According to Countryaah.com, with capital city of Helsinki, Finland is a country located in Northern Europe with total population of 5,540,731.
State and politics
The Constitution, which came into force on March 1, 2000 and replaced the form of government in 1919, states that state power “belongs to the people represented by the Riksdag”. The Riksdag has 200 members. Already when the Fourth Kingdom Day was abolished, single-chamber systems were implemented for the first general election in 1907. At the same time, it was decided as the first country in Europe to introduce voting rights for women as well. Parliament is elected for four years (1907–54, the term of office was only three years) with proportional elections (according to d’Hondt’s method, which favors large parties). Voters decide which candidates will enter the Riksdag. Thus, the list selection of the Swedish type does not occur, but the voter himself writes on his election ballot the number of the candidate that he wants to support. The vote is first credited to the party that the candidate represents in the distribution between the parties of the mandate in the constituency. See ehuacom.com for vocational training in Finland.
Until the beginning of the 1990s, the form of government contained provisions that gave minorities in the Riksdag a significant influence. These demands for qualified majorities contributed to the pattern characteristic of Finland with broad coalition governments. Coalitions, mainly between the Center and the Social Democrats but also between the Assembly Party and one of these two parties, have been necessary since no single party had a strength comparable to that which enabled the Swedish or Norwegian Social Democrats to form one-party governments.
The president of Finland is not elected by Parliament but has his own mandate from the people. The president is elected for a six-year term through a direct popular election in two rounds. In the second round, only the two candidates who received the most votes will participate in the first round. The president can only be re-elected once; his maximum term in office is thus twelve years. The president’s powers, which were previously widespread, were significantly reduced in the 1999 constitution. While he was able to successfully assert his will against the government’s majority when a decision was made in the Cabinet (the government’s plenary session), the government now has the decisive power with regard to bills to Parliament. The President retains a considerable nomination power (including the highest civil servants and ambassadors) and an independent right of pardon. His independent right of proposition, however, disappears, likewise in practice his right of veto with regard to legislation. With regard to parliamentary dissolution and the announcement of new elections, the initiative has been with the Prime Minister since 1991; before that, the president had the decisive power in this matter as well.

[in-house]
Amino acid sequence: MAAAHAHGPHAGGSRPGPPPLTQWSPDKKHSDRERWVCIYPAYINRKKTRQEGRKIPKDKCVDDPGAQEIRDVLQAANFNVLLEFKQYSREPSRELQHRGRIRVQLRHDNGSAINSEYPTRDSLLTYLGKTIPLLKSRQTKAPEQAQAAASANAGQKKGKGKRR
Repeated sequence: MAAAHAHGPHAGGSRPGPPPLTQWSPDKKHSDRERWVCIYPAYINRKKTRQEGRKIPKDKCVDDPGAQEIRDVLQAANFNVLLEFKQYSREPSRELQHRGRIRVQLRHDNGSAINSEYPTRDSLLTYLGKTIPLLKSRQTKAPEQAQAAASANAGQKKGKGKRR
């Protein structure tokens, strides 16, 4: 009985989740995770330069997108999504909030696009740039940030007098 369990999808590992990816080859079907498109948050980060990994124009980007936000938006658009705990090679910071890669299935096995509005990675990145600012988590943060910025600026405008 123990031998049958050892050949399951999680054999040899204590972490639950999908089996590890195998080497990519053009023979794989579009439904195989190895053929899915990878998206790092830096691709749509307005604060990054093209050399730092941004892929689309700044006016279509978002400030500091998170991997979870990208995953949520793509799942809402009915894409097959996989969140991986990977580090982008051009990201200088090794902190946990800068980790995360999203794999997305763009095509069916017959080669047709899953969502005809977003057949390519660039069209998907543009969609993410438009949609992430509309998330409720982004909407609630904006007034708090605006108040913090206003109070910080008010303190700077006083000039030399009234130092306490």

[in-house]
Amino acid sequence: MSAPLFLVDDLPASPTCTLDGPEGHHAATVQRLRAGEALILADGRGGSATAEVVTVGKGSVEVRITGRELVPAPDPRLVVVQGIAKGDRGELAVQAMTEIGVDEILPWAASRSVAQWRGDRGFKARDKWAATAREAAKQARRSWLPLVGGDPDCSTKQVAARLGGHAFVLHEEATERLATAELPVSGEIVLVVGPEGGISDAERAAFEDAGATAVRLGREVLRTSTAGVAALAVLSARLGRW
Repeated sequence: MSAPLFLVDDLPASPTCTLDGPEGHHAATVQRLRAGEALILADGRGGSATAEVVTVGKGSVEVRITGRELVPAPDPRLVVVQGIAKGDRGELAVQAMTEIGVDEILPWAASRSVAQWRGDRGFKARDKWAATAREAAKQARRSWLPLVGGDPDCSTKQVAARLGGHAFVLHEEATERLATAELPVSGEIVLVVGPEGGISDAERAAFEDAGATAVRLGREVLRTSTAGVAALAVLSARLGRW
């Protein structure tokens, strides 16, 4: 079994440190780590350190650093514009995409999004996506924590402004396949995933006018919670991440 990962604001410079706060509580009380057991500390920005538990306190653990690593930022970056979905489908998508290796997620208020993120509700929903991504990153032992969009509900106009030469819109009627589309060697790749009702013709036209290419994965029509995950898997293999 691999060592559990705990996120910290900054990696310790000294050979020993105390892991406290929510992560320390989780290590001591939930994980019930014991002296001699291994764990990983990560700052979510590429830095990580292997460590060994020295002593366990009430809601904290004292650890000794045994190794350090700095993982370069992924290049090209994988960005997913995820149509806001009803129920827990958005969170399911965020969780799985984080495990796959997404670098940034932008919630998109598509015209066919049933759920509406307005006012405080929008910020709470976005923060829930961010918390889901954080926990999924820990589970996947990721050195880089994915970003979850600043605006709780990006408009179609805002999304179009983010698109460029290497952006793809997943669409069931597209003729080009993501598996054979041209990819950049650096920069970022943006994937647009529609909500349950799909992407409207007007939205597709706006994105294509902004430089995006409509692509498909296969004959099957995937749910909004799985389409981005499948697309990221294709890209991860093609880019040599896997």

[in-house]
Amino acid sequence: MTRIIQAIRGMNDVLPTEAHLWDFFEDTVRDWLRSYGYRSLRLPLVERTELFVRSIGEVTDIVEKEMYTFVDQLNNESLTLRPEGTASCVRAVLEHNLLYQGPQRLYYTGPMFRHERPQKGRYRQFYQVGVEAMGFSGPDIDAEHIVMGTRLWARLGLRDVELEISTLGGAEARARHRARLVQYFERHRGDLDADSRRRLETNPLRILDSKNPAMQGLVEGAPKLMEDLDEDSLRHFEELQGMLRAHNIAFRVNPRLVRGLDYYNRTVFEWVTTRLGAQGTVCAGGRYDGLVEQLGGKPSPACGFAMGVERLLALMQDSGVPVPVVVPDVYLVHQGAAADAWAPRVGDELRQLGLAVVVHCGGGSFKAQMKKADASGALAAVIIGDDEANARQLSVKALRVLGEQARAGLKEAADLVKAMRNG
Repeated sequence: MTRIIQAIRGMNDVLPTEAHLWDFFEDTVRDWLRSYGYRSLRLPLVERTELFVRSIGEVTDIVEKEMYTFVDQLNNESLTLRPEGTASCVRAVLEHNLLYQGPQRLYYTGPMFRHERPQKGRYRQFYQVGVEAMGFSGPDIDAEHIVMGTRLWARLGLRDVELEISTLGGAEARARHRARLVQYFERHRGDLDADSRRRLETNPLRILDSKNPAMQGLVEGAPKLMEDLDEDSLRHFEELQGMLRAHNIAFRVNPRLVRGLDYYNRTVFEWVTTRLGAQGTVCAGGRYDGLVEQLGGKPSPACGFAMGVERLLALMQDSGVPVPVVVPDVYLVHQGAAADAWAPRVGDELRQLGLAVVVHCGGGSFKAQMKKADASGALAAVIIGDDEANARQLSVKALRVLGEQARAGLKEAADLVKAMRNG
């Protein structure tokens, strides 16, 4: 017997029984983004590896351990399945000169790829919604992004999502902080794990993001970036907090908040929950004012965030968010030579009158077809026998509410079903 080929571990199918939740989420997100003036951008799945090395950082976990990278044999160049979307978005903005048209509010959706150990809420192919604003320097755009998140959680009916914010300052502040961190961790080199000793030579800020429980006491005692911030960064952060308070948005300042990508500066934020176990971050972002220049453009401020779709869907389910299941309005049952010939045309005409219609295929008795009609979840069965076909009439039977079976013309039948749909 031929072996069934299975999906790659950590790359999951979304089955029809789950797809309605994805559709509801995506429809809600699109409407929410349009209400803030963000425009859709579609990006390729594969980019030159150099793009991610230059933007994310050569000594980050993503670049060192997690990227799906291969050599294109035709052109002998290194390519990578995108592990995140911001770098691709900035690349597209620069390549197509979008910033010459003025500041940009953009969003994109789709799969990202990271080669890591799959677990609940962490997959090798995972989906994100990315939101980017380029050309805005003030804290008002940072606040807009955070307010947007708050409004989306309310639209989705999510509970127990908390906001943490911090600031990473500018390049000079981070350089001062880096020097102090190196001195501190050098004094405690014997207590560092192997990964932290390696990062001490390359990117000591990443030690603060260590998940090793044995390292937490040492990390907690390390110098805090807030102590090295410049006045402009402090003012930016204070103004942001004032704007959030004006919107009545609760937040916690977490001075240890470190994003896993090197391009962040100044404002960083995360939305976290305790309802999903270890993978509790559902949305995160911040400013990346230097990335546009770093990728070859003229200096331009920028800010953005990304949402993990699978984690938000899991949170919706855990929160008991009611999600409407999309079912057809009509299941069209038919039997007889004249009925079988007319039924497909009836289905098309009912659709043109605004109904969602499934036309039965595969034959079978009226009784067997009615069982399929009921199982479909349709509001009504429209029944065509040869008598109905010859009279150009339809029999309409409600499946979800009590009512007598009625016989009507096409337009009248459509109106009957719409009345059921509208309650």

Several former presidents, especially Urho Kekkonen (1956–81), exerted a significant influence on the election of prime minister and other members of government. The new constitution makes the Riksdag’s role central to government formation, while the president retains only a formal appointment. During the Cold War, the President, in charge of Finland’s foreign policy, had a widely acknowledged task of safeguarding the country’s good relations with the Soviet Union. His role as guarantor of the continuity of Finland’s foreign policy gave him an elevated position, and he was badly criticized in public.
According to the 1999 Constitution, the President directs Finland’s foreign policy in cooperation with the government. The fact that the president is no longer solely responsible for foreign policy means in practice that this sector also becomes part of the normal parliamentary process. The role of the government is particularly emphasized by the fact that the Constitution explicitly places national preparation of EU issues in its hands. The changes codified in the 1999 Constitution together result in a political system shift in Finland. A semi-presidential system is replaced by a largely regular parliamentary democracy. However, the fact that the president is still elected by direct direct elections despite his severely limited powers means a departure from the principle of parliamentary sovereignty.
In early 2011, the Riksdag passed a law that introduced minor amendments to the 1999 Constitution. Among other things, it provides for the introduction of a new decision-making mechanism to resolve any disputes between the president and the government in the foreign policy field. Under the new decision-making mechanism, these disputes will ultimately be settled in Parliament’s plenary. The new parliament elected in April 2011 also approved the constitutional amendments and the new law came into force in 2012.
Partying differs from the pattern of Finland’s Nordic neighbors in important respects. The Communist Party of Finland, founded in Moscow in August 1918 after the defeat of the Reds in the 1918 civil war, was for a long time significantly stronger than in neighboring countries. The party was banned from 1930 to 44. After the ceasefire agreement with the Soviet Union, the party began to appear in elections within the framework of the People’s Democrats (really the Democratic Alliance of Finland’s People, Dfff). The People’s Democrats got the most over 20 percent of the vote. However, the organization broke down due to internal disagreement and in the late 1980s went to elections as two separate parties. By a decision in 1990, both parties were dissolved to make way for the newly formed Left federation. During the 2000s, it received 7-10 percent of the vote in parliamentary elections.